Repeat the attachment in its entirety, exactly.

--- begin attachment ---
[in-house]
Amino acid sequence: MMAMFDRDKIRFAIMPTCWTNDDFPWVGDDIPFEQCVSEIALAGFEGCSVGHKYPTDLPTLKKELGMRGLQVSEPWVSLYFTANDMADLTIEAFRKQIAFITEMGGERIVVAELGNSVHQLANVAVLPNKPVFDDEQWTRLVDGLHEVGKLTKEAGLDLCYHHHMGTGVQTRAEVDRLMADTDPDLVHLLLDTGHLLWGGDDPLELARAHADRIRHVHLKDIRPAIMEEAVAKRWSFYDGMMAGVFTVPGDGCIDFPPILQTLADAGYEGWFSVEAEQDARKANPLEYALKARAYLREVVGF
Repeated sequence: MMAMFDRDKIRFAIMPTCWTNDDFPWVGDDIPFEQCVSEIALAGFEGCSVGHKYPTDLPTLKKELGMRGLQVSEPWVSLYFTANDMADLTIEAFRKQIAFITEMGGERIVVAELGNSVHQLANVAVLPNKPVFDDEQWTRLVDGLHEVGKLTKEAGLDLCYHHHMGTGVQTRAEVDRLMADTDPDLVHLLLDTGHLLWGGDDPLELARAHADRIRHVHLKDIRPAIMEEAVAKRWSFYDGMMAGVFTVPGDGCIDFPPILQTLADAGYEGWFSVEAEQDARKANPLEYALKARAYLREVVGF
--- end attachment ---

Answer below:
[in-house]
Amino acid sequence: MMAMFDRDKIRFAIMPTCWTNDDFPWVGDDIPFEQCVSEIALAGFEGCSVGHKYPTDLPTLKKELGMRGLQVSEPWVSLYFTANDMADLTIEAFRKQIAFITEMGGERIVVAELGNSVHQLANVAVLPNKPVFDDEQWTRLVDGLHEVGKLTKEAGLDLCYHHHMGTGVQTRAEVDRLMADTDPDLVHLLLDTGHLLWGGDDPLELARAHADRIRHVHLKDIRPAIMEEAVAKRWSFYDGMMAGVFTVPGDGCIDFPPILQTLADAGYEGWFSVEAEQDARKANPLEYALKARAYLREVVGF
Repeated sequence: MMAMFDRDKIRFAIMPTCWTNDDFPWVGDDIPFEQCVSEIALAGFEGCSVGHKYPTDLPTLKKELGMRGLQVSEPWVSLYFTANDMADLTIEAFRKQIAFITEMGGERIVVAELGNSVHQLANVAVLPNKPVFDDEQWTRLVDGLHEVGKLTKEAGLDLCYHHHMGTGVQTRAEVDRLMADTDPDLVHLLLDTGHLLWGGDDPLELARAHADRIRHVHLKDIRPAIMEEAVAKRWSFYDGMMAGVFTVPGDGCIDFPPILQTLADAGYEGWFSVEAEQDARKANPLEYALKARAYLREVVGF